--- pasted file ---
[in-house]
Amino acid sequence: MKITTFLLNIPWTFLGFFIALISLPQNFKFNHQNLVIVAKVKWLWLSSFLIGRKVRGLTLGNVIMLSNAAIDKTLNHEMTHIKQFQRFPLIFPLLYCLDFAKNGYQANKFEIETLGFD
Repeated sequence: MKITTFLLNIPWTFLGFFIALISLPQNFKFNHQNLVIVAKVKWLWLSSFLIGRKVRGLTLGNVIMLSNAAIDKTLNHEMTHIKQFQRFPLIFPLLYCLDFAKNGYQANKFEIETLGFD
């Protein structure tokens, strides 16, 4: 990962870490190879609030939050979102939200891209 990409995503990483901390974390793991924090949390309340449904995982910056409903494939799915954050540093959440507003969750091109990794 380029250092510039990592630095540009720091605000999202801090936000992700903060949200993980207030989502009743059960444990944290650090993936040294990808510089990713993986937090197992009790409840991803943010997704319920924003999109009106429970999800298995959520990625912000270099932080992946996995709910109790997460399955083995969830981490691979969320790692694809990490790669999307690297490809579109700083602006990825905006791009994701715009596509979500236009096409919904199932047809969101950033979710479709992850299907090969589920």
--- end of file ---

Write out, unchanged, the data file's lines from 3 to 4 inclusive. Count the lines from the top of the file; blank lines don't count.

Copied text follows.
Repeated sequence: MKITTFLLNIPWTFLGFFIALISLPQNFKFNHQNLVIVAKVKWLWLSSFLIGRKVRGLTLGNVIMLSNAAIDKTLNHEMTHIKQFQRFPLIFPLLYCLDFAKNGYQANKFEIETLGFD
């Protein structure tokens, strides 16, 4: 990962870490190879609030939050979102939200891209 990409995503990483901390974390793991924090949390309340449904995982910056409903494939799915954050540093959440507003969750091109990794 380029250092510039990592630095540009720091605000999202801090936000992700903060949200993980207030989502009743059960444990944290650090993936040294990808510089990713993986937090197992009790409840991803943010997704319920924003999109009106429970999800298995959520990625912000270099932080992946996995709910109790997460399955083995969830981490691979969320790692694809990490790669999307690297490809579109700083602006990825905006791009994701715009596509979500236009096409919904199932047809969101950033979710479709992850299907090969589920």